by Marissa Meyer
I mentioned my love for fairy tale retellings in my holiday guide last year, so it is no surprise I was excited to see Cinder in my local independent bookstore. Like Ash, this is a re-imagining of the Cinderella story (as you can probably tell from the title), but it is a very different setting and characterization. In this story, Cinder is a cyborg. She was adopted by a businessman from New Beijing while he was visiting Europe, and brought back to live with his wife and stepdaughters, but he died soon after. As a cyborg, Cinder is legally owned by her stepmother, so she has even less freedom than Ella in the traditional tale. She has no memory of her life before the surgery that made her into a cyborg, but it becomes quickly apparent that she is more than what she seems to be.
Cinder is a strong character who has the brains, strength and grit to take care of herself, but the society in which she lives severely limits her options and autonomy. She also has to deal with a deadly plague moving through the city, unleashed by the Lunar colonists who want to take over earth, not to mention the fear that everyone has of what the mind controlling Lunars will do to Earth inhabitants if they do manage to take over. When the crown prince comes into her shop to get an important android repaired so that he can retrieve some important information to help defend humanity from the Lunars, they begin a relationship that has something of attraction, but also of true friendship.
There is definitely a love story in this book, but it is not based on the beauty of the girl and the superiority of the (male) prince. They develop a real relationship based on recognizing the strengths of each other, and it is not wrapped in a pretty bow at the end. Things are too grim for a fairy tale ending, and anyway, this isn’t the end of the story–more books are coming.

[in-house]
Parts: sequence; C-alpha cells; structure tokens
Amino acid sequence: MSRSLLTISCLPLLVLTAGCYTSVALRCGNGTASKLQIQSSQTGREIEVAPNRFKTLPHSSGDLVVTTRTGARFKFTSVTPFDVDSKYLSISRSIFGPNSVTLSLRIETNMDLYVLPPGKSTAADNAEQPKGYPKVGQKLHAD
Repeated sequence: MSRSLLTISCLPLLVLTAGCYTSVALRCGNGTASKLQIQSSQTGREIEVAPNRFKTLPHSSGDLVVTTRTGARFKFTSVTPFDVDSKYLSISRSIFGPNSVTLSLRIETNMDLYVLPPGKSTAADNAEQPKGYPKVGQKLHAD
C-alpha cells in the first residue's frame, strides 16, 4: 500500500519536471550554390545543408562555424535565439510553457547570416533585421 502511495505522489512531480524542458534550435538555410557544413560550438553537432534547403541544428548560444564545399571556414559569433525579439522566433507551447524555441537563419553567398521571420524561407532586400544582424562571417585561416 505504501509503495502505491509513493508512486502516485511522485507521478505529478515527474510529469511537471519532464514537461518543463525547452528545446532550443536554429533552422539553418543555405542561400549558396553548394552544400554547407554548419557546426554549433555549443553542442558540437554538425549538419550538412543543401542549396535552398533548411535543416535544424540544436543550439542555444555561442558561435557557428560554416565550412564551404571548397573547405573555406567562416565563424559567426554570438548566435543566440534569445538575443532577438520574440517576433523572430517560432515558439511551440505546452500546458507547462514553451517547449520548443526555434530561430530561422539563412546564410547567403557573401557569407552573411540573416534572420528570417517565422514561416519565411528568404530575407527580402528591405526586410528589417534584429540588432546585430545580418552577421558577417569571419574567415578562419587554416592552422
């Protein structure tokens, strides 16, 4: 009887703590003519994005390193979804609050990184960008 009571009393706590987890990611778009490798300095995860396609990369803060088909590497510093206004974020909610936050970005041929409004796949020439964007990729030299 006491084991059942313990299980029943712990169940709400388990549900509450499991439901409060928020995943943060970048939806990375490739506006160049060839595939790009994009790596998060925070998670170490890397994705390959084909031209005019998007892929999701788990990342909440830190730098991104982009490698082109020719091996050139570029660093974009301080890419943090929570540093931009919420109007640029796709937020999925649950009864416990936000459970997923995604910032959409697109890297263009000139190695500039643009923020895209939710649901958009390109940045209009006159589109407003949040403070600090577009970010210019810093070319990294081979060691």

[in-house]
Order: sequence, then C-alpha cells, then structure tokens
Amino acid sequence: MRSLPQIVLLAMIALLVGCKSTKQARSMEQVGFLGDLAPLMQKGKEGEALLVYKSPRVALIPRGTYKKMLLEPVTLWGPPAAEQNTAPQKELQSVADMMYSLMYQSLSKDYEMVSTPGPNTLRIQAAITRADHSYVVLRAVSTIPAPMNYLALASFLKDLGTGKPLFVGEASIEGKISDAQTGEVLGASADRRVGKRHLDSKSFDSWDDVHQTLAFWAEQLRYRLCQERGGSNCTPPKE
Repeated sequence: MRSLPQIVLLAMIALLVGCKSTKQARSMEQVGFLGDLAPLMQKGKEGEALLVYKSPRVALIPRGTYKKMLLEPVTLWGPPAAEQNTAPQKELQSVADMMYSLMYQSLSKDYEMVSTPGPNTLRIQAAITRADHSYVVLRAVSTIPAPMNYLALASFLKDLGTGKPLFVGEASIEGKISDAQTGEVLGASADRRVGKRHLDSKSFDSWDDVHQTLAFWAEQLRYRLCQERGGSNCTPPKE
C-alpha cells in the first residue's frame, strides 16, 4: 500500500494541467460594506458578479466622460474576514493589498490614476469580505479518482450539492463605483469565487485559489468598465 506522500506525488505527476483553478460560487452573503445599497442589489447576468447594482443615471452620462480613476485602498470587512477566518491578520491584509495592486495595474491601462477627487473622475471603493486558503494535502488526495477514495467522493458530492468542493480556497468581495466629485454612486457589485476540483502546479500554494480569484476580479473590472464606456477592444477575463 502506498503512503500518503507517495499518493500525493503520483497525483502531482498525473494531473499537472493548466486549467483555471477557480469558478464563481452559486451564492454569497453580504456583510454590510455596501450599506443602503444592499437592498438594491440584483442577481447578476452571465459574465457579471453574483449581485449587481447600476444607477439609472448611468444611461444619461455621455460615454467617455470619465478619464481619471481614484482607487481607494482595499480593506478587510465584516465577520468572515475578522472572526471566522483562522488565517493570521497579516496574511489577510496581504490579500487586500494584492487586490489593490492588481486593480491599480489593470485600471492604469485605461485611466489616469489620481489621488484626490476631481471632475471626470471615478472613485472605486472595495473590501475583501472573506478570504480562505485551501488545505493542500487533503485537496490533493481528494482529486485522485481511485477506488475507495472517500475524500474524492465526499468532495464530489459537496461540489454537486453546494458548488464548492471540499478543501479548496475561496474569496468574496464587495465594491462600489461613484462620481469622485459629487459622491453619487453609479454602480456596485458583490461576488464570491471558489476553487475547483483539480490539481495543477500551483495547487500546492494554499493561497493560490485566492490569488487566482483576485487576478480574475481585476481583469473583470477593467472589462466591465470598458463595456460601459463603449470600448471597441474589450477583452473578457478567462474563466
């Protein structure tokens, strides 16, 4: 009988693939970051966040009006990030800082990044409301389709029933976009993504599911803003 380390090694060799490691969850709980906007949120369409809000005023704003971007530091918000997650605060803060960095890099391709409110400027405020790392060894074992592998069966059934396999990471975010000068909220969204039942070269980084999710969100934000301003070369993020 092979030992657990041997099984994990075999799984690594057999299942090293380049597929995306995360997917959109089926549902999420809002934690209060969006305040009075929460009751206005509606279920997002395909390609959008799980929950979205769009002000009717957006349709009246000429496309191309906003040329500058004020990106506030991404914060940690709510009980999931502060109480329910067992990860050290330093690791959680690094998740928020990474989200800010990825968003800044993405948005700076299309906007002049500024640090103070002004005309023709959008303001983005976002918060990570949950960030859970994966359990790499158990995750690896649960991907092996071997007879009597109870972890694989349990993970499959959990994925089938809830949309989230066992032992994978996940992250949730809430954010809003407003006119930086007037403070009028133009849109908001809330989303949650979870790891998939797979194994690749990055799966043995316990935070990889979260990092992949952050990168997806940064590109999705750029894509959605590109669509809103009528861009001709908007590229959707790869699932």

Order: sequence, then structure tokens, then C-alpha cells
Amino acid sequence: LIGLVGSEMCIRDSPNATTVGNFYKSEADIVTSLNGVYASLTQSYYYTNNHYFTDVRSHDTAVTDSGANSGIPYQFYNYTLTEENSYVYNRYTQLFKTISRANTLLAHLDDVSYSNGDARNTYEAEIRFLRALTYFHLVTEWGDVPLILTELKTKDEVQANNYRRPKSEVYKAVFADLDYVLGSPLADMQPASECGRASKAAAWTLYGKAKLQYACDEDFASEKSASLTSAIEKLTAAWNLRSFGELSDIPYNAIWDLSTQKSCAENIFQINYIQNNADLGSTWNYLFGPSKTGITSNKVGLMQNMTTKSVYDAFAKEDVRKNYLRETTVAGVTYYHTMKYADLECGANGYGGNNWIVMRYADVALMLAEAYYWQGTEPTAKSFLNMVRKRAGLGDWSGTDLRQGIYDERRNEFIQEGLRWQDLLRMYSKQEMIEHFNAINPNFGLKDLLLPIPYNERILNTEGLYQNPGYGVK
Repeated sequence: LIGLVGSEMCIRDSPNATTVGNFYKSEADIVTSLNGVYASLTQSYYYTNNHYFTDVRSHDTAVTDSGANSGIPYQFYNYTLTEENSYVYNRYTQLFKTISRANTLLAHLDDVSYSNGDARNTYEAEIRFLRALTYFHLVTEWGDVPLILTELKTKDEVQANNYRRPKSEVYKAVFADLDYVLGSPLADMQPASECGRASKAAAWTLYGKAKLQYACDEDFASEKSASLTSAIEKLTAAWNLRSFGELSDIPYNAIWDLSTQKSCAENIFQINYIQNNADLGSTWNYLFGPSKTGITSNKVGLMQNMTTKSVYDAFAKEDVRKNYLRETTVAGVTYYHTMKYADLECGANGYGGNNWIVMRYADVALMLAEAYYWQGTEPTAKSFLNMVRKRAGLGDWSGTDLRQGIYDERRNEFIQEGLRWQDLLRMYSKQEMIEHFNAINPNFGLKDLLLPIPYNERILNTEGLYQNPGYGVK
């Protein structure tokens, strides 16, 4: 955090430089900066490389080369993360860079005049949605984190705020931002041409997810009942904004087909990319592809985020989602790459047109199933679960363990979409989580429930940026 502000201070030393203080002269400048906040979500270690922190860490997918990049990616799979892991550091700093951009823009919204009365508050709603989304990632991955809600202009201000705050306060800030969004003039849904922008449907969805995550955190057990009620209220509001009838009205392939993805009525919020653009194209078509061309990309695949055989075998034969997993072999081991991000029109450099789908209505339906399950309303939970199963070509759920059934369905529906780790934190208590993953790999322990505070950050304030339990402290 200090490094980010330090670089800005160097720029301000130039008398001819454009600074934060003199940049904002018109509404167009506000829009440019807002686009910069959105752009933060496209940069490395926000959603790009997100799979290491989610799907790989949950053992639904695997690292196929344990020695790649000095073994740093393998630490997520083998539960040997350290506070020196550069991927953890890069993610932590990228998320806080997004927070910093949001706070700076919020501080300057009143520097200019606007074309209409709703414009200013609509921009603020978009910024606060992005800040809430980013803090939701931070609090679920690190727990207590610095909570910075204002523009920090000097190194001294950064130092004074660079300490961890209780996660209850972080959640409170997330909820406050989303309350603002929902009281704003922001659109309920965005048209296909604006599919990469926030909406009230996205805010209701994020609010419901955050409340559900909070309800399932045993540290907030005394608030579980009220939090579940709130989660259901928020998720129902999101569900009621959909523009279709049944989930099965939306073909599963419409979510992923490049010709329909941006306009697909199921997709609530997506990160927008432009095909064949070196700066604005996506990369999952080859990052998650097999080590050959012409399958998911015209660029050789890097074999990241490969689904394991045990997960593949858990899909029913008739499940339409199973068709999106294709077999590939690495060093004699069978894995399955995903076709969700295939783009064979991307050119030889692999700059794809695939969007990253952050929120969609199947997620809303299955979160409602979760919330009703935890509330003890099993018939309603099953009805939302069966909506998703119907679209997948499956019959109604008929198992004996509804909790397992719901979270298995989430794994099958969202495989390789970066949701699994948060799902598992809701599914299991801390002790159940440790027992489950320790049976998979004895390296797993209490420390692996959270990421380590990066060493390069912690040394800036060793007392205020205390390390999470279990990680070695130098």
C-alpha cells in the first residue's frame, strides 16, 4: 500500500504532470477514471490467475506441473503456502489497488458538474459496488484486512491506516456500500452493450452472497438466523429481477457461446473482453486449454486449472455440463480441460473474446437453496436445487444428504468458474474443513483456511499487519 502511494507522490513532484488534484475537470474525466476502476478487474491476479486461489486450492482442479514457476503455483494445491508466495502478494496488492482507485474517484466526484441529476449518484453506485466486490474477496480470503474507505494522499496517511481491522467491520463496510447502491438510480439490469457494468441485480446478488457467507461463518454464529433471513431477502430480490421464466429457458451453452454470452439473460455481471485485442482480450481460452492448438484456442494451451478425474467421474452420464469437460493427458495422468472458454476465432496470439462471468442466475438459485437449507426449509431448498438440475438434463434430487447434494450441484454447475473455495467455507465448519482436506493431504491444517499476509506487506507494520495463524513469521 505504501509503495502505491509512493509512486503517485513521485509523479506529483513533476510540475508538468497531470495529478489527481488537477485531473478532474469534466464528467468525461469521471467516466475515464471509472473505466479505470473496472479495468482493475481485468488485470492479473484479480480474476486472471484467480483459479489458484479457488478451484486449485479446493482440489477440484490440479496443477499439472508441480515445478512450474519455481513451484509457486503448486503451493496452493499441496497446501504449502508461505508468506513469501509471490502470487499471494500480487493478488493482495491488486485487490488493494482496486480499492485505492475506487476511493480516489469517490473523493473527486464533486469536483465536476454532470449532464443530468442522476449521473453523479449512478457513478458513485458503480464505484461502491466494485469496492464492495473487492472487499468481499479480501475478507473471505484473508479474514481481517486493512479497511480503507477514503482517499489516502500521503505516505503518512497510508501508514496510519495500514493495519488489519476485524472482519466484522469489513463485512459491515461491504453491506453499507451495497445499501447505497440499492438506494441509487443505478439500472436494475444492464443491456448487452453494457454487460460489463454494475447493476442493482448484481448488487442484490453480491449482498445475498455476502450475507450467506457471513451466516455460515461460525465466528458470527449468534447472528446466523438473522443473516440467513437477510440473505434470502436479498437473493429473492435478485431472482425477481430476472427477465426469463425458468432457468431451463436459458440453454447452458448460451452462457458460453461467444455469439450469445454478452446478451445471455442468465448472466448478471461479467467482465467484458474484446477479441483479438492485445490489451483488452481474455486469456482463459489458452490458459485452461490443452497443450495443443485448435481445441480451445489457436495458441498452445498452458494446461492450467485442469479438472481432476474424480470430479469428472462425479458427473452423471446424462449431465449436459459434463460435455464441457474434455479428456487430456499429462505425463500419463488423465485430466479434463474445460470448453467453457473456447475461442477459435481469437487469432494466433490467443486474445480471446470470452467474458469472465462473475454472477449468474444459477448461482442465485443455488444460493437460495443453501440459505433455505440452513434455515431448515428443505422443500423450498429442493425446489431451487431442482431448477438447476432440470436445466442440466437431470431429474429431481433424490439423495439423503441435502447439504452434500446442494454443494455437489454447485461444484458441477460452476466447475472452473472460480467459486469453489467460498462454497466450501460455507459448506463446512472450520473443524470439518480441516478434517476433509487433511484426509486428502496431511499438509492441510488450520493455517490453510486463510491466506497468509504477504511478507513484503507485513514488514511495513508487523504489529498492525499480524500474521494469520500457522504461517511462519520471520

All of the characters in this book were fleshed out with real, complex motivations for what they do, even the evil stepmother to some extent. The story as a whole was much more complex than the original tale, and certainly more cybernetic! Obviously, some added complexity is necessary when expanding a short story to a novel, but I found that it combined the gritty realism of cyberpunk-style SF and the archetypical fable particularly well done here. The futuristic and traditional viewpoints enhance each other rather than distracting the reader, and the combination is remarkably seamless.
It is a theme of my recent reviews to end saying I can’t wait for the next book. I could be rather crabby about this; for many years I preferred to read books that were not new, just to avoid this situation, and I do like to read the occasional standalone book. However, when worlds are this well-drawn, with a rich cast of characters and settings, it is good to have a more complete story that explores multiple facets of the world, too. In this case, it seems that we will get another viewpoint next time, as the next book, Scarlet, is to be told from the point of view of Little Red Riding Hood. I am sure we will find out more about what happens to Cinder (WE HAD BETTER!), but it will be interesting to see another tale retold as well.